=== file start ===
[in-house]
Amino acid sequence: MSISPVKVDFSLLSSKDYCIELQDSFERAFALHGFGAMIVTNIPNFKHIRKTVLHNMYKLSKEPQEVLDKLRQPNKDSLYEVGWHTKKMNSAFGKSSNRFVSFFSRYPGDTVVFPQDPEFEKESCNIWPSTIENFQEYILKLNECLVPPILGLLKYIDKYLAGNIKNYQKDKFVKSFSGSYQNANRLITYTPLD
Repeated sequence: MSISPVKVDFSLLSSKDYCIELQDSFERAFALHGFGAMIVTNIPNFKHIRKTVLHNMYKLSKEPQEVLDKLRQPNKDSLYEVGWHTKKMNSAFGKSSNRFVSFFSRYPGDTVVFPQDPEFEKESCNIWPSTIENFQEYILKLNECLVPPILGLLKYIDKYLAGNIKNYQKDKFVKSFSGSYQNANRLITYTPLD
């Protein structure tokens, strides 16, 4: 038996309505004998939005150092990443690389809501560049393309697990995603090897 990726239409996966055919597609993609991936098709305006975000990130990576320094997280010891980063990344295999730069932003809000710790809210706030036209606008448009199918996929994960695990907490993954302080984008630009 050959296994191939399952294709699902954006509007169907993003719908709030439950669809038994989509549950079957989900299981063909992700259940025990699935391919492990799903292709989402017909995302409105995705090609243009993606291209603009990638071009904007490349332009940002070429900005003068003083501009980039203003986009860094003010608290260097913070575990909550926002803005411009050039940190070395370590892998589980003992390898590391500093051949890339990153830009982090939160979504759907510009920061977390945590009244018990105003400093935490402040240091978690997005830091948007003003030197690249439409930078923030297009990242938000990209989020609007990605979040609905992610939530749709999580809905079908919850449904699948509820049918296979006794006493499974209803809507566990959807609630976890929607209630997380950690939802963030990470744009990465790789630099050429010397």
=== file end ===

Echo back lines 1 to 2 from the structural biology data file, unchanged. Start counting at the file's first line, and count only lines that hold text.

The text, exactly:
[in-house]
Amino acid sequence: MSISPVKVDFSLLSSKDYCIELQDSFERAFALHGFGAMIVTNIPNFKHIRKTVLHNMYKLSKEPQEVLDKLRQPNKDSLYEVGWHTKKMNSAFGKSSNRFVSFFSRYPGDTVVFPQDPEFEKESCNIWPSTIENFQEYILKLNECLVPPILGLLKYIDKYLAGNIKNYQKDKFVKSFSGSYQNANRLITYTPLD